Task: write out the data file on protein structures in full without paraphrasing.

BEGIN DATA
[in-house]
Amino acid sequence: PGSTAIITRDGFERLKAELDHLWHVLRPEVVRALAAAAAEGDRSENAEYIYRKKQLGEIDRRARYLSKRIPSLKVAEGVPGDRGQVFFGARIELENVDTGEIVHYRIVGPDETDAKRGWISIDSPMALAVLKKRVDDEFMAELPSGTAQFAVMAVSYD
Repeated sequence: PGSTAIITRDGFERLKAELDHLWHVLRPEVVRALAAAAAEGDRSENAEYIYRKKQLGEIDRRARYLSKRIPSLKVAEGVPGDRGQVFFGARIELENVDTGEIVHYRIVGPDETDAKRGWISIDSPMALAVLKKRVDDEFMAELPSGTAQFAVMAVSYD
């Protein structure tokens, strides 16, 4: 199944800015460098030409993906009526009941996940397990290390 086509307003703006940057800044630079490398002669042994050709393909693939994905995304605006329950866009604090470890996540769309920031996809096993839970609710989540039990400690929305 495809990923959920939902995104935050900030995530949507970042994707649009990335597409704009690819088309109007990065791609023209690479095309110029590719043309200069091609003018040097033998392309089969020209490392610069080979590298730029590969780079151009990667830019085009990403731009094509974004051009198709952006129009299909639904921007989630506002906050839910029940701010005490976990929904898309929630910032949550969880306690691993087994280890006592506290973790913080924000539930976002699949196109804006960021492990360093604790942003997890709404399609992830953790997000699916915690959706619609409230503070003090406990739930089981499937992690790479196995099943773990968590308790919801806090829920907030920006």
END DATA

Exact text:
[in-house]
Amino acid sequence: PGSTAIITRDGFERLKAELDHLWHVLRPEVVRALAAAAAEGDRSENAEYIYRKKQLGEIDRRARYLSKRIPSLKVAEGVPGDRGQVFFGARIELENVDTGEIVHYRIVGPDETDAKRGWISIDSPMALAVLKKRVDDEFMAELPSGTAQFAVMAVSYD
Repeated sequence: PGSTAIITRDGFERLKAELDHLWHVLRPEVVRALAAAAAEGDRSENAEYIYRKKQLGEIDRRARYLSKRIPSLKVAEGVPGDRGQVFFGARIELENVDTGEIVHYRIVGPDETDAKRGWISIDSPMALAVLKKRVDDEFMAELPSGTAQFAVMAVSYD
């Protein structure tokens, strides 16, 4: 199944800015460098030409993906009526009941996940397990290390 086509307003703006940057800044630079490398002669042994050709393909693939994905995304605006329950866009604090470890996540769309920031996809096993839970609710989540039990400690929305 495809990923959920939902995104935050900030995530949507970042994707649009990335597409704009690819088309109007990065791609023209690479095309110029590719043309200069091609003018040097033998392309089969020209490392610069080979590298730029590969780079151009990667830019085009990403731009094509974004051009198709952006129009299909639904921007989630506002906050839910029940701010005490976990929904898309929630910032949550969880306690691993087994280890006592506290973790913080924000539930976002699949196109804006960021492990360093604790942003997890709404399609992830953790997000699916915690959706619609409230503070003090406990739930089981499937992690790479196995099943773990968590308790919801806090829920907030920006």